Firewalls have long been a fixture in network security plans, but how will it transition into the new age of technology? Ellen Messmer of Network World wrote that vendors are now trying to build next-generation firewalls (NGFWs) to help improve cloud and virtualization security. These solutions are aiming to help organizations monitor and control access based on how applications are used and will likely include tools such as web filtering, malware protection and data loss prevention, among others.
One professional, Rusty Agee, information security engineer for the City of Charlotte, N.C., told Messmer that firewalls have been evolving and said he is always looking for more features from this technology. Especially in an age where employees are bringing their own devices, organizations must be prepared for any security issues that may pop up for the organization. His own city has been using a program to help establish VPN-like connections back to the city's firewall, which makes use of standalone IPS to coordinate traffic to data centers, servers and the city's network. The city is also using another next-generation firewall to monitor and control how employees use applications.
"Firewalls and IPS, in fact, seem to be able to live almost anywhere," Messmer wrote. "One example is the Fortinet Secure Wireless LAN, which is basically a wireless-access point and switch integrated into a unified threat management device supporting firewall and IPS capability."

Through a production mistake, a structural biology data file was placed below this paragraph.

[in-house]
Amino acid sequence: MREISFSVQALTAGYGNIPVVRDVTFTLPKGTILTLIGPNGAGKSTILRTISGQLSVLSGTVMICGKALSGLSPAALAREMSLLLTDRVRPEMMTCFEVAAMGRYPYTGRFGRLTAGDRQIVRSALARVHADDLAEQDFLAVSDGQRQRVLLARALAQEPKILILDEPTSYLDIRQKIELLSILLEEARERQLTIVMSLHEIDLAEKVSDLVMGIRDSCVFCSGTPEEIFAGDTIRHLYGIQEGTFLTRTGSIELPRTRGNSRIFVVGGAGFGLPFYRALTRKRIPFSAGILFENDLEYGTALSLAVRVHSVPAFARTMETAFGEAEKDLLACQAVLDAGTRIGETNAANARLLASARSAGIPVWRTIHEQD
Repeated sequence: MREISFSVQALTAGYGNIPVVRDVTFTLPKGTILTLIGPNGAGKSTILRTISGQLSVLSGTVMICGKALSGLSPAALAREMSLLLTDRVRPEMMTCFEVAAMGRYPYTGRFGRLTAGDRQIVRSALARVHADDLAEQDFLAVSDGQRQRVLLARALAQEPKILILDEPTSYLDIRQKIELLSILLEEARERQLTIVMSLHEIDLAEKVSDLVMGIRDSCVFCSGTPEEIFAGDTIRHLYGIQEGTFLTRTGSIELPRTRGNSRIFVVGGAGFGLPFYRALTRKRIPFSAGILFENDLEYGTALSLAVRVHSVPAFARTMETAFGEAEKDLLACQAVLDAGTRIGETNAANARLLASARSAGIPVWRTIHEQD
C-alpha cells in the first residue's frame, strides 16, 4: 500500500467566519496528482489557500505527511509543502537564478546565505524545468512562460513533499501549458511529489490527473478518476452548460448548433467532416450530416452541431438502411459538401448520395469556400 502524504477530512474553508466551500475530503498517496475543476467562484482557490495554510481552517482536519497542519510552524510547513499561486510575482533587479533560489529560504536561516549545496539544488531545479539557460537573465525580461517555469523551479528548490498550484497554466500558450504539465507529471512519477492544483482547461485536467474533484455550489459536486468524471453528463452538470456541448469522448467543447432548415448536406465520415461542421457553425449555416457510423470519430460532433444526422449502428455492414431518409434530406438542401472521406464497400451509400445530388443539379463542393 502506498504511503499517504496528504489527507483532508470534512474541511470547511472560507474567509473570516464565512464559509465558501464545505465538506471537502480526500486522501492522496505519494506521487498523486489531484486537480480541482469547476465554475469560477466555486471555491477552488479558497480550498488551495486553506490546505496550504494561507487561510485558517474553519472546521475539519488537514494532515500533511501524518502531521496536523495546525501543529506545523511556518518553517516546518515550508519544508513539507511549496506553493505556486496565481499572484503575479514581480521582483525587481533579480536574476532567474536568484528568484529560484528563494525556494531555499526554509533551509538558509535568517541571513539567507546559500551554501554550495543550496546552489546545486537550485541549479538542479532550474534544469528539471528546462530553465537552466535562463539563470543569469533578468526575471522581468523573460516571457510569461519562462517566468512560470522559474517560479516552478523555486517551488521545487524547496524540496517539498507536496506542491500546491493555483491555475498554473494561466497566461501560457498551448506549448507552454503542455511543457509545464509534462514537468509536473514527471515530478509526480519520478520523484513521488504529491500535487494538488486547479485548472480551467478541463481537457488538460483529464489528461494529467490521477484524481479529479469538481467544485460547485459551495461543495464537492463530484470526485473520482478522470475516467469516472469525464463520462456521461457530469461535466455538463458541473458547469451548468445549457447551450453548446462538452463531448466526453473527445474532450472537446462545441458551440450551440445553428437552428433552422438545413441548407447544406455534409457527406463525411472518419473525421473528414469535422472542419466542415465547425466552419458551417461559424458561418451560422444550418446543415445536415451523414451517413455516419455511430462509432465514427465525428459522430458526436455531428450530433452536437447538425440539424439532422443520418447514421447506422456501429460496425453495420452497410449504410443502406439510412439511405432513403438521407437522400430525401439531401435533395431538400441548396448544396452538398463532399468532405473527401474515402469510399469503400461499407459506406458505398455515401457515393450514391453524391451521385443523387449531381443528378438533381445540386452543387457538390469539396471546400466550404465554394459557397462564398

Fortinet Vice President of Marketing John Maddison said retail store chains have been using these tools as a way to get wireless coverage integrated with security, something that businesses have been missing for years.
Technology journalist Frank Ohlhorst wrote on Network Computing that these services have new approaches that can be helpful to modern businesses, including deep packet inspection and visualization of network traffic exploits. However, there are complexities that can come from using similar approaches, such as latency and addition of more overhead than a company may want. This is why there must be oversight of the adoption of these firewalls, as organizations surely will need them for improved virtualization security, but also must keep in mind how it will affect other areas of the organization.
Ohlhorst said when utilized correctly, data from these tools can be used to normalize standard communication and make detection more effective than ever before.
"The gathered data can also be used for statistical analysis, as well as for forensics–giving administrators a full picture of what is going on in regard to traffic," he wrote on Network Computing. "That enables administrators to perform capacity planning, troubleshoot problems or monitor what individual employees are doing throughout the day."
Virtualization Security News from SimplySecurity.com by Trend Micro.